People were arriving slowly to join the protest when I had to leave after around half an hour. Later the was to be a statement relayed from the Muhammed Al-Tabeesh, the brother of hunger striker Ayman Al-Tabeesh, who had himself been a hunger striker but was released from prison four months ago. He wrote to express his thanks for the London protest outside G4S two weeks ago:

"Thank you for standing besides us in supporting the steadfastness of my brother Ayman Al-Tabeesh in his hunger strike.

"Thank you for your humanity in supporting the Palestinian prisoners, especially the hunger strikers.

"We need you to tell the international community of Israel’s criminal brutality against our prisoners, the violation of their rights. The occupations illegal never ending administrative detention orders is nothing less than a slow death for Palestinian prisoners."

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Oromo and Ogaden against Ethiopian killings

Old Palace Yard, Westminster, London, Fri 23 May 2014

The protesters had put down most of their banners by the time I arrived and were waving their flags
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Oromo and Ogaden National Liberation Front supporters protested at Parliament over the Ethiopian government's killing of Oromo university students peacefully protesting the grabbing of Oromo land and calling for the release of political prisoners.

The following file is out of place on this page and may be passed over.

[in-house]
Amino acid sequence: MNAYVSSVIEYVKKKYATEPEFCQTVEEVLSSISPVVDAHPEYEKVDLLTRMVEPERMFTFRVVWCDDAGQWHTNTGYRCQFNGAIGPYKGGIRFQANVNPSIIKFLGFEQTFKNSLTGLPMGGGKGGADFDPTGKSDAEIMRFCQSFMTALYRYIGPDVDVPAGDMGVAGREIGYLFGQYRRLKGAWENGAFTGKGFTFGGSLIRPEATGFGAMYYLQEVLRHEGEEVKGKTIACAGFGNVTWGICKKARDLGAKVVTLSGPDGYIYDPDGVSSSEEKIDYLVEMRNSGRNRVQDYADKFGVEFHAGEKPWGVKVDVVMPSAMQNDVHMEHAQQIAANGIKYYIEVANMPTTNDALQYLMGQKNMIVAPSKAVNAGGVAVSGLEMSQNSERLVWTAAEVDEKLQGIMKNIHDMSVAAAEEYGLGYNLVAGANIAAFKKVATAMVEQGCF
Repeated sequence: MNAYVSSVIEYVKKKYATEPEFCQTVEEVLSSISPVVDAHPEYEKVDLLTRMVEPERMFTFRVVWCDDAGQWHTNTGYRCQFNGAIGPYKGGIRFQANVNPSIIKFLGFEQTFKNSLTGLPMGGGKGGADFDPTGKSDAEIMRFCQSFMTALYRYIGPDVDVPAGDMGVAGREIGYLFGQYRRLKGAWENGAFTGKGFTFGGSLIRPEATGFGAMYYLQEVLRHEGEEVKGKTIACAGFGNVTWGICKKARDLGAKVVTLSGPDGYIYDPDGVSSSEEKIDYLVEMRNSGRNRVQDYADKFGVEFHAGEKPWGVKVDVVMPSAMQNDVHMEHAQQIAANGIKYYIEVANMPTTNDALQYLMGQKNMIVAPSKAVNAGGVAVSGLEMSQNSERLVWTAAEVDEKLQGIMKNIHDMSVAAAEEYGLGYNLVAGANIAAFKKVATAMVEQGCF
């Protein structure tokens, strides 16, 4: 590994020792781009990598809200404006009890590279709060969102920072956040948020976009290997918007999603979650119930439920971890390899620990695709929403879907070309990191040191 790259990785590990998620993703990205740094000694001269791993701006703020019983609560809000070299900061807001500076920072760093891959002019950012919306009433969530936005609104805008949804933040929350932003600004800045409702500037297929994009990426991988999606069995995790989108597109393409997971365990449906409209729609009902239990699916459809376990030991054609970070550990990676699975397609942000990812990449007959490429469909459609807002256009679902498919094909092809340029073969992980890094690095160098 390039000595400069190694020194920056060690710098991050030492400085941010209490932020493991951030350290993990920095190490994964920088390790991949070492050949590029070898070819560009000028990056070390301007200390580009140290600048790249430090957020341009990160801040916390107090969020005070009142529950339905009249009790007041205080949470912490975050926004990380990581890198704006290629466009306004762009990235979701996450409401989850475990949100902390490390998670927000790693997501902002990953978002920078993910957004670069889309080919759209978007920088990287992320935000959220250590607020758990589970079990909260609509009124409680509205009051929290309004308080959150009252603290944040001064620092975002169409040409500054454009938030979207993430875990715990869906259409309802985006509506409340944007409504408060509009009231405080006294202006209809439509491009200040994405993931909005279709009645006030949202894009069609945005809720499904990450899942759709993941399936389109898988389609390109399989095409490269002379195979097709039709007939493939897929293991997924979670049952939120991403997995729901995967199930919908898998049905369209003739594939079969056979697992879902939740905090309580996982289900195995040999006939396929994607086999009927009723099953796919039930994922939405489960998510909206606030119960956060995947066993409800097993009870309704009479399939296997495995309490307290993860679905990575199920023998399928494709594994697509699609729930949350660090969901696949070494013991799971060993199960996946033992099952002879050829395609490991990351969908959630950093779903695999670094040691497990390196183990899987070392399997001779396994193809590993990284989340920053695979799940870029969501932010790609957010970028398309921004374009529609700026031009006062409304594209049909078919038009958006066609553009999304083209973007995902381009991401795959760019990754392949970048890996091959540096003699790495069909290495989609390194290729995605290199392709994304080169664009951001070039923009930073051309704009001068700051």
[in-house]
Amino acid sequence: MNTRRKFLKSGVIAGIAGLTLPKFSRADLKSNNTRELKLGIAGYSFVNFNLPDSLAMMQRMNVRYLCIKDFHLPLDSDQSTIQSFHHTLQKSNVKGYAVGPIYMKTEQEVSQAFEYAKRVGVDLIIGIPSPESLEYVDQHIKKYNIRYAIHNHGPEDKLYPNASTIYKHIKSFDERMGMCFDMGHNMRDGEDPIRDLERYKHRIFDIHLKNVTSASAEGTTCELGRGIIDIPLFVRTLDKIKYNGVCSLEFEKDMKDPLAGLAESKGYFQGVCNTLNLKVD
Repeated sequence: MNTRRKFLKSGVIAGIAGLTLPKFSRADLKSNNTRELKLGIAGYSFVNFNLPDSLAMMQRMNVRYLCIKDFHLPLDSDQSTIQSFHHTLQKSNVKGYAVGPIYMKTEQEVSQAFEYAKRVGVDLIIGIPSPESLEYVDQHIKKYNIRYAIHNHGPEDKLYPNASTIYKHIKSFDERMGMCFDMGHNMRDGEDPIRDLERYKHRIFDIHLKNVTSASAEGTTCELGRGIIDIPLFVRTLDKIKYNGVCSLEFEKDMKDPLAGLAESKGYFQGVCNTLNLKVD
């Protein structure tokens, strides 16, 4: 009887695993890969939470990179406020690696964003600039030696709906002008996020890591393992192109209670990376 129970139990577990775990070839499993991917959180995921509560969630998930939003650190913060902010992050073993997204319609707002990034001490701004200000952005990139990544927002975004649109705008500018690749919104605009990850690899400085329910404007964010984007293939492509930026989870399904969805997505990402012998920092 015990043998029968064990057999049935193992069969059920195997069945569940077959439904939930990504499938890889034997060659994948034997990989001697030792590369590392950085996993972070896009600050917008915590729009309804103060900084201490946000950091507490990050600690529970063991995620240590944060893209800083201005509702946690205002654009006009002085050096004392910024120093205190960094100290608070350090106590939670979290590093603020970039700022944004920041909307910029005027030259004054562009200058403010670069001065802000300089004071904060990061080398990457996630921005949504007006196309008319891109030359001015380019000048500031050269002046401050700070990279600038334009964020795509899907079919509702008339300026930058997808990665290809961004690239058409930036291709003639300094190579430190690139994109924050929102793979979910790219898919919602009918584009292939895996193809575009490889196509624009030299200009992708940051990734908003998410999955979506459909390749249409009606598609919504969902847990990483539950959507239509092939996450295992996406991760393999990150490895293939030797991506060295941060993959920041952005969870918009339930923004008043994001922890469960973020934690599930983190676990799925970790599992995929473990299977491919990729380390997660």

Around 30 million Oromo people live in present day Ethiopia and adjoining areas of Kenya and Somalia, the largest ethnic group in Ethiopia, and their Oromo language is Africa's third most widely spoken.

They are an ancient civilisation with a highly developed democratic form of governance, Gadaa, and there were a number of Oromo kingdoms co-existing in the region. They were conquered in the late nineteenth century by Abyssinian emperor Menlik II, aided by the European colonial powers and their modern weapons. Around half the Oromo are said to have died during the period of the wars, with mass killings by the Ethiopian Army, mutilations and slavery on a large scale. Successive regimes made determined attempts to destroy Oromo identity - its language, culture, customs and tradition.